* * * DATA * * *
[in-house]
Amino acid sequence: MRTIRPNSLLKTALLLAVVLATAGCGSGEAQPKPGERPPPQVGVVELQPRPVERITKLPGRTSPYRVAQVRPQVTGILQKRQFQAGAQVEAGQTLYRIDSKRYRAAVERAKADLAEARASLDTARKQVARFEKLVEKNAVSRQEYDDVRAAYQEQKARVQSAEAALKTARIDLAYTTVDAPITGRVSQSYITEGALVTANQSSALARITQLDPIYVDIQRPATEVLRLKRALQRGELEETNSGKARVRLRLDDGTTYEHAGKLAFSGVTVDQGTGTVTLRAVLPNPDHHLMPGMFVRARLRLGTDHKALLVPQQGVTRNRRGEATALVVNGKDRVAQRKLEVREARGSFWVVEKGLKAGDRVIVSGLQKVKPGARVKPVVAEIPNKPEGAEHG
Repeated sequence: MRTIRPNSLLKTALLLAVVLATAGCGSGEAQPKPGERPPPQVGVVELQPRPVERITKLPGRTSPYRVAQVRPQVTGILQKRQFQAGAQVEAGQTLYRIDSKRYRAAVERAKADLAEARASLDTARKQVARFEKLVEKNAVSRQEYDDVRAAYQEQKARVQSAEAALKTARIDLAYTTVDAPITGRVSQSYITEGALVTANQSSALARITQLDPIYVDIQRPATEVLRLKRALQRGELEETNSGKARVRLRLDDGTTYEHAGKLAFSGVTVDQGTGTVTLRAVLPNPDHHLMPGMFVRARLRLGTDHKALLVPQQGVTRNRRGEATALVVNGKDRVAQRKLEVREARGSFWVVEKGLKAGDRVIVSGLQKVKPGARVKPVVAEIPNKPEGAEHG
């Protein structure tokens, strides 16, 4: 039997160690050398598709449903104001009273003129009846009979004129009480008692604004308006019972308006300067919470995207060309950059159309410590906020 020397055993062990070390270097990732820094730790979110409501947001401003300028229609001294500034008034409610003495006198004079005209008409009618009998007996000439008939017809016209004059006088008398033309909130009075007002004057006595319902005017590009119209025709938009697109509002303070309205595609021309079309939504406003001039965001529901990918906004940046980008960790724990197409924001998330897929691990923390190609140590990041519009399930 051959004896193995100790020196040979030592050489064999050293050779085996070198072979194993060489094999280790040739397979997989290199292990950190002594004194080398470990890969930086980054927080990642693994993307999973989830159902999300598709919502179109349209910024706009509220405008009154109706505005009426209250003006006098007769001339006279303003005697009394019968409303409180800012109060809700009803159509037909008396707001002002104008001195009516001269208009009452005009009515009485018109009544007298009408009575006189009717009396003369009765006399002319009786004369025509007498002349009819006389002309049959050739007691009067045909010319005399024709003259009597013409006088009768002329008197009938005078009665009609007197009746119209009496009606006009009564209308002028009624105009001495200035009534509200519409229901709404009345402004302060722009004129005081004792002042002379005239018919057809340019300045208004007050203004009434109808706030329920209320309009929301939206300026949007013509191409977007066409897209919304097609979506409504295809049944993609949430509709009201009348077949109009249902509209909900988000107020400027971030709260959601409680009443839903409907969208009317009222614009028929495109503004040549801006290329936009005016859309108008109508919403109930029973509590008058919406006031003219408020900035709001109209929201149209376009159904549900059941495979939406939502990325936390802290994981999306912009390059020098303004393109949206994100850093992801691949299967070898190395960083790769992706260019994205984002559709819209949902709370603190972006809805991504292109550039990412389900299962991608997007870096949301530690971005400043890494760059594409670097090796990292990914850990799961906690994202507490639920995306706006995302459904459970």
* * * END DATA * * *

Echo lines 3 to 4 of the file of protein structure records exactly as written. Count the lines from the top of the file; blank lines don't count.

Repeated sequence: MRTIRPNSLLKTALLLAVVLATAGCGSGEAQPKPGERPPPQVGVVELQPRPVERITKLPGRTSPYRVAQVRPQVTGILQKRQFQAGAQVEAGQTLYRIDSKRYRAAVERAKADLAEARASLDTARKQVARFEKLVEKNAVSRQEYDDVRAAYQEQKARVQSAEAALKTARIDLAYTTVDAPITGRVSQSYITEGALVTANQSSALARITQLDPIYVDIQRPATEVLRLKRALQRGELEETNSGKARVRLRLDDGTTYEHAGKLAFSGVTVDQGTGTVTLRAVLPNPDHHLMPGMFVRARLRLGTDHKALLVPQQGVTRNRRGEATALVVNGKDRVAQRKLEVREARGSFWVVEKGLKAGDRVIVSGLQKVKPGARVKPVVAEIPNKPEGAEHG
């Protein structure tokens, strides 16, 4: 039997160690050398598709449903104001009273003129009846009979004129009480008692604004308006019972308006300067919470995207060309950059159309410590906020 020397055993062990070390270097990732820094730790979110409501947001401003300028229609001294500034008034409610003495006198004079005209008409009618009998007996000439008939017809016209004059006088008398033309909130009075007002004057006595319902005017590009119209025709938009697109509002303070309205595609021309079309939504406003001039965001529901990918906004940046980008960790724990197409924001998330897929691990923390190609140590990041519009399930 051959004896193995100790020196040979030592050489064999050293050779085996070198072979194993060489094999280790040739397979997989290199292990950190002594004194080398470990890969930086980054927080990642693994993307999973989830159902999300598709919502179109349209910024706009509220405008009154109706505005009426209250003006006098007769001339006279303003005697009394019968409303409180800012109060809700009803159509037909008396707001002002104008001195009516001269208009009452005009009515009485018109009544007298009408009575006189009717009396003369009765006399002319009786004369025509007498002349009819006389002309049959050739007691009067045909010319005399024709003259009597013409006088009768002329008197009938005078009665009609007197009746119209009496009606006009009564209308002028009624105009001495200035009534509200519409229901709404009345402004302060722009004129005081004792002042002379005239018919057809340019300045208004007050203004009434109808706030329920209320309009929301939206300026949007013509191409977007066409897209919304097609979506409504295809049944993609949430509709009201009348077949109009249902509209909900988000107020400027971030709260959601409680009443839903409907969208009317009222614009028929495109503004040549801006290329936009005016859309108008109508919403109930029973509590008058919406006031003219408020900035709001109209929201149209376009159904549900059941495979939406939502990325936390802290994981999306912009390059020098303004393109949206994100850093992801691949299967070898190395960083790769992706260019994205984002559709819209949902709370603190972006809805991504292109550039990412389900299962991608997007870096949301530690971005400043890494760059594409670097090796990292990914850990799961906690994202507490639920995306706006995302459904459970």